Thai Union has in place a stringent Business Ethics and Labor Code of Conduct that aims to promote greater levels of accountability and transparency throughout our supply chains, as well as lift the entire group to perform at international standards. The Code of Conduct governs the way issues are managed at Thai Union and within our supply chains.
The Business Ethics and Labor Code of Conduct is universally applied to our employees, subsidiaries and suppliers for all our products – including those from fishery; aquaculture; and general procurement sources, i.e. livestock, packaging, food ingredients and additives, and logistics providers. It is available in 19 languages at Thai Union’s website.
Through a three-step ‘social compliance program,’ Thai Union works with suppliers to:
In 2017, we introduced our Fishing Vessel Improvement Program and Vessel Code of Conduct (VCoC), reflecting the unique set of working conditions on fishing vessels that necessitate special consideration. The Vessel Code of Conduct is an extension of the Thai Union Business Labor and Ethics Code of Conduct.
Thai Union’s existing and new suppliers are required to sign the Vessel Code of Conduct in order to conduct business with the company, ensuring the VCoC is applicable to all fishing vessels in the company’s supply chain.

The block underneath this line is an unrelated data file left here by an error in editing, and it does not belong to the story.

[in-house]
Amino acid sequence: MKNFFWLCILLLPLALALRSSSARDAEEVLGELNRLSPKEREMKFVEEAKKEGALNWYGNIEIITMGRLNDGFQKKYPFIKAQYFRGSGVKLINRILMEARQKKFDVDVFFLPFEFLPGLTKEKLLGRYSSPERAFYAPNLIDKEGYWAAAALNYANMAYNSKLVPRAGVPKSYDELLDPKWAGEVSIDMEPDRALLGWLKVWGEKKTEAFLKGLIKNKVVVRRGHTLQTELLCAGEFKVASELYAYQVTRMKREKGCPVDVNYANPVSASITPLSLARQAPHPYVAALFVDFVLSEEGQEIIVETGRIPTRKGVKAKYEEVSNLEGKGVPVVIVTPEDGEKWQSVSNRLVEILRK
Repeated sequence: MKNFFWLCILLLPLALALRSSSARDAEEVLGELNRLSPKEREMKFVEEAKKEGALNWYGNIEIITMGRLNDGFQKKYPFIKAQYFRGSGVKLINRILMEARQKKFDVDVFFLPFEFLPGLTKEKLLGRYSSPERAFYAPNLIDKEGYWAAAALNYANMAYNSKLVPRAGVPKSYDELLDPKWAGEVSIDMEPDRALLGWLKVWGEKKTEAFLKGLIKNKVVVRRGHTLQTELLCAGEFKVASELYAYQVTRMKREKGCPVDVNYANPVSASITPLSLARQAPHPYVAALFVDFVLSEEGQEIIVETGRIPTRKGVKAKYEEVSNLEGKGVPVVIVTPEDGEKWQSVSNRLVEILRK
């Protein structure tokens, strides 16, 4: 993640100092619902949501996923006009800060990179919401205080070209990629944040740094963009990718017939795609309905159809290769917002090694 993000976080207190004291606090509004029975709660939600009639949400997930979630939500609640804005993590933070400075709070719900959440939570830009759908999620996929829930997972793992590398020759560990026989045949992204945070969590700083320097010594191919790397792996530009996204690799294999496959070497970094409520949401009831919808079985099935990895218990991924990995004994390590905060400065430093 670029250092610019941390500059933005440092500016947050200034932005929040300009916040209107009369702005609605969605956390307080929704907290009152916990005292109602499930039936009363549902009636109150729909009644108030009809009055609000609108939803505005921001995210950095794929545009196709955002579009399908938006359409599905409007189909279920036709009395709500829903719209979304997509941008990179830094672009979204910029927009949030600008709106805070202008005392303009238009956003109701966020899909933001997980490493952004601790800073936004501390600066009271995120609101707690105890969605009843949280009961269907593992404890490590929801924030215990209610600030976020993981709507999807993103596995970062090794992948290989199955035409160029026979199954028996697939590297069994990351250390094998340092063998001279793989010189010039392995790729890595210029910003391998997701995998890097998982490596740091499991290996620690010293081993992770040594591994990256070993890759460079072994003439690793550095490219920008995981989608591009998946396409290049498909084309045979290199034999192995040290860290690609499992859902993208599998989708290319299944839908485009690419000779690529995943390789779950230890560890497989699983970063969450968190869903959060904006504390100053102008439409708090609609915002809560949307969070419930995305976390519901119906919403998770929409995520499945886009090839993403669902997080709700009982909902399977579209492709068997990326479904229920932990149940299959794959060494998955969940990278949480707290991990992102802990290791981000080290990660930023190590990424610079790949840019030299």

The 2020 Dow Jones Sustainability Indices (DJSI) Emerging Markets ranked our performance in its “Business Codes of Conduct” metric with a 100th percentile score. DJSI is among the most highly regarded metrics that evaluate global companies on their sustainability performance. The Business Ethics and Labor Code of Conduct and Vessel Code of Conduct is available at Thai Union’s website.
Given the complexities of the seafood industry, Thai Union recognizes the importance of proactively addressing both emerging and ongoing issues in our dynamic business environment.
Learn more about Thai Union’s Supply Chain ESG Management Approach
Thai Union has in place a stringent Business Ethics and Labor Code of Conduct that aims to promote greater levels of accountability and transparency throughout our supply chains, as well as lift the entire group to at international standards. The Code of Conduct governs the way issues are managed at Thai Union and within our supply chains.
Thai Union is working hard to drive strong, positive change throughout many parts of the seafood industry, including delivering improvements in our supply chains for the benefit of our oceans and marine life, and for the rights of people working in the seafood industry.
Thai Union is working to drive continuous improvement of sustainability aspects in the supply chains of the products it produces, and has developed a series of commitments and policy for the responsible sourcing of tuna. The Policy for the Responsible Sourcing of Tuna: Albacore, Bigeye, Skipjack, Tonggol and Yellowfin outlines those commitments and conditions for all of the purchases from tuna fisheries for Thai Union and contributes to the delivery of SeaChange®.
Providing customers with top quality products from sustainable sources is always Thai Union’s first priority.
Learn more about Thai Union’s Food Safety Standards